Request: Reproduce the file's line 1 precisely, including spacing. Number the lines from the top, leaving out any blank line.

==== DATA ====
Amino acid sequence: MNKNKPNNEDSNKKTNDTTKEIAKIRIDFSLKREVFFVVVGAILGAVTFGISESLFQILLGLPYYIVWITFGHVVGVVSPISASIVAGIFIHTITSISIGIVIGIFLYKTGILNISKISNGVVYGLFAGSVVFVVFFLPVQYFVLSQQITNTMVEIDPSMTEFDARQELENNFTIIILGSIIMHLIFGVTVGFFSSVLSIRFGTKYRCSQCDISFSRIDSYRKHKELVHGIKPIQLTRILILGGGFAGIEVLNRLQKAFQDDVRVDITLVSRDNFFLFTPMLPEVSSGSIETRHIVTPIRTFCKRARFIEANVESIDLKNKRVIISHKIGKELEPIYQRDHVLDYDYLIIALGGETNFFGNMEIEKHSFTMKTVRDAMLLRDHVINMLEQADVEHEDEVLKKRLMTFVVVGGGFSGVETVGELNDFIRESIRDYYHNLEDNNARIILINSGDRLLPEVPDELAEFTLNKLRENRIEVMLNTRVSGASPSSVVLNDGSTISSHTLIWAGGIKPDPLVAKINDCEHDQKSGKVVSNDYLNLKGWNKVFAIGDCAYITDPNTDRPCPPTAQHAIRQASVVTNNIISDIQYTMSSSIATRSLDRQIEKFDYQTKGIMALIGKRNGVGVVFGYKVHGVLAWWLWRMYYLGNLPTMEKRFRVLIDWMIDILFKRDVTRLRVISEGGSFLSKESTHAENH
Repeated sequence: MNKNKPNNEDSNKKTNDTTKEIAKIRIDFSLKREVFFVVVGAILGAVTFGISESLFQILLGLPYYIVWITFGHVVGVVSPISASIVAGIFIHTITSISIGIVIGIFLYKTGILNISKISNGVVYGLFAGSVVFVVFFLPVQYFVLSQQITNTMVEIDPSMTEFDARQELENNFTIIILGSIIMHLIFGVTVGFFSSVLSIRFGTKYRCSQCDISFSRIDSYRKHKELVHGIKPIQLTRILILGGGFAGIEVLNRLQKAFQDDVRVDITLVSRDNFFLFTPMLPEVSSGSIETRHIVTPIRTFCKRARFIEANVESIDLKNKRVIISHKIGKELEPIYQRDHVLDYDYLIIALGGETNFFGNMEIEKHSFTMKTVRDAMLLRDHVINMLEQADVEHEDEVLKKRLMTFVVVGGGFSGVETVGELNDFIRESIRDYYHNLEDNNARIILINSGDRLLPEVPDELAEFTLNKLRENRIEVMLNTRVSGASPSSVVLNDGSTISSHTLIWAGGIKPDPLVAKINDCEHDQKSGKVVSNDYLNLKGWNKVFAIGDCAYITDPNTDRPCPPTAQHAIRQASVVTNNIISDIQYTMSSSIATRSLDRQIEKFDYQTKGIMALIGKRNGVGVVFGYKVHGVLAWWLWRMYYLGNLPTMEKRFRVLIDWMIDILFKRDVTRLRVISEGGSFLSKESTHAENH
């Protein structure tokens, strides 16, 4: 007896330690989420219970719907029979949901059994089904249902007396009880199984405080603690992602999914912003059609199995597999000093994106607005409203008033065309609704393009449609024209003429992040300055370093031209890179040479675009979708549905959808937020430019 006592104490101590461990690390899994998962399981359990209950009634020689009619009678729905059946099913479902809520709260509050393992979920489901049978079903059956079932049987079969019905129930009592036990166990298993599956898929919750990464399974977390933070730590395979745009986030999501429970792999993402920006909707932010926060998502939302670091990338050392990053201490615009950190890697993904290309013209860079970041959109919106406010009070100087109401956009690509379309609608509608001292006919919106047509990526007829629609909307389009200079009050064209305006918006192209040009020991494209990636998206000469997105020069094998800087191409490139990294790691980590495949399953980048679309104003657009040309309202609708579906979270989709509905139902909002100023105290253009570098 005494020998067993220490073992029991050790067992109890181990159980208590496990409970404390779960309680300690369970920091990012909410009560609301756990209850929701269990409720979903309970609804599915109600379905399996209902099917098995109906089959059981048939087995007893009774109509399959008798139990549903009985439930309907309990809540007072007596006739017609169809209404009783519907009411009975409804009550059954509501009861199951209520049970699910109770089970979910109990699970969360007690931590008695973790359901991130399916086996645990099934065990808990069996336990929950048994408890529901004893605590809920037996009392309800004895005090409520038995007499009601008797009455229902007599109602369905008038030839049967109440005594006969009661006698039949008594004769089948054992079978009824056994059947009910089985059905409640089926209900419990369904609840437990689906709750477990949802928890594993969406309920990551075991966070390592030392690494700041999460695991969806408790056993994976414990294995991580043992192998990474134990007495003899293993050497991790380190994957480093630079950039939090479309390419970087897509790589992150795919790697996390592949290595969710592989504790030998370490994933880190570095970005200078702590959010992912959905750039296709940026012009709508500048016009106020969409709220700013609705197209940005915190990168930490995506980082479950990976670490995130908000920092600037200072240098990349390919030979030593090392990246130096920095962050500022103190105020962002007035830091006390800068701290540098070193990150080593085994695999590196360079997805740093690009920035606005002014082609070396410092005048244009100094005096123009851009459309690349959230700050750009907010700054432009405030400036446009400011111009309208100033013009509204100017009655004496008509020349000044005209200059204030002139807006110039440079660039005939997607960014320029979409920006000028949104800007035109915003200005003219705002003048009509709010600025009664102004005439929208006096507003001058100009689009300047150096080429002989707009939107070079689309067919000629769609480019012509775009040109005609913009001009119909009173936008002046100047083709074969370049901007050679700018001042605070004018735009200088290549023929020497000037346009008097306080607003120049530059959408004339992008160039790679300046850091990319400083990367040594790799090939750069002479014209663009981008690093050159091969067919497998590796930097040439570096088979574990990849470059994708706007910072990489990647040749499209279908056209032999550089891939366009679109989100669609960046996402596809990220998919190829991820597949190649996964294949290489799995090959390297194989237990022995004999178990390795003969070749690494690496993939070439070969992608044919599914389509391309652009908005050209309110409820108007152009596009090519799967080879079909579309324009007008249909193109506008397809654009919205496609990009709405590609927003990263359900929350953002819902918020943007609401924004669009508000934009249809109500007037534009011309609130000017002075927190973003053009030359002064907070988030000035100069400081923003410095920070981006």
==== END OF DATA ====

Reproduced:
Amino acid sequence: MNKNKPNNEDSNKKTNDTTKEIAKIRIDFSLKREVFFVVVGAILGAVTFGISESLFQILLGLPYYIVWITFGHVVGVVSPISASIVAGIFIHTITSISIGIVIGIFLYKTGILNISKISNGVVYGLFAGSVVFVVFFLPVQYFVLSQQITNTMVEIDPSMTEFDARQELENNFTIIILGSIIMHLIFGVTVGFFSSVLSIRFGTKYRCSQCDISFSRIDSYRKHKELVHGIKPIQLTRILILGGGFAGIEVLNRLQKAFQDDVRVDITLVSRDNFFLFTPMLPEVSSGSIETRHIVTPIRTFCKRARFIEANVESIDLKNKRVIISHKIGKELEPIYQRDHVLDYDYLIIALGGETNFFGNMEIEKHSFTMKTVRDAMLLRDHVINMLEQADVEHEDEVLKKRLMTFVVVGGGFSGVETVGELNDFIRESIRDYYHNLEDNNARIILINSGDRLLPEVPDELAEFTLNKLRENRIEVMLNTRVSGASPSSVVLNDGSTISSHTLIWAGGIKPDPLVAKINDCEHDQKSGKVVSNDYLNLKGWNKVFAIGDCAYITDPNTDRPCPPTAQHAIRQASVVTNNIISDIQYTMSSSIATRSLDRQIEKFDYQTKGIMALIGKRNGVGVVFGYKVHGVLAWWLWRMYYLGNLPTMEKRFRVLIDWMIDILFKRDVTRLRVISEGGSFLSKESTHAENH